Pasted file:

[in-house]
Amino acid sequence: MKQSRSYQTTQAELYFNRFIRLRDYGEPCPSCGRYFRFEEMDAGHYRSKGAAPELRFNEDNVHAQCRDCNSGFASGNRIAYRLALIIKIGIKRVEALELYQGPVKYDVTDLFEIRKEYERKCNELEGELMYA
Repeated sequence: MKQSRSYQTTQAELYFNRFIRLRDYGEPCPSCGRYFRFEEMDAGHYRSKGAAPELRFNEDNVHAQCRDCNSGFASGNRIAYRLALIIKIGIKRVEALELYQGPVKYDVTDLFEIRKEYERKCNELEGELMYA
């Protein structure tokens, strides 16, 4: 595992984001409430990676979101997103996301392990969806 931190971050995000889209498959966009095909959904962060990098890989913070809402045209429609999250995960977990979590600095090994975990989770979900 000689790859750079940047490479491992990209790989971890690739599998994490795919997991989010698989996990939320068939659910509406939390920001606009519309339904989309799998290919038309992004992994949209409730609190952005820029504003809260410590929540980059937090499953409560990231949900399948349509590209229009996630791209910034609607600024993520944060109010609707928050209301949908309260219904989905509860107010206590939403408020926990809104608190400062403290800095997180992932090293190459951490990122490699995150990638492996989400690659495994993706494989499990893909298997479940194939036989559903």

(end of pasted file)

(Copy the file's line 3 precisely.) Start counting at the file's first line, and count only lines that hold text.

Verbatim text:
Repeated sequence: MKQSRSYQTTQAELYFNRFIRLRDYGEPCPSCGRYFRFEEMDAGHYRSKGAAPELRFNEDNVHAQCRDCNSGFASGNRIAYRLALIIKIGIKRVEALELYQGPVKYDVTDLFEIRKEYERKCNELEGELMYA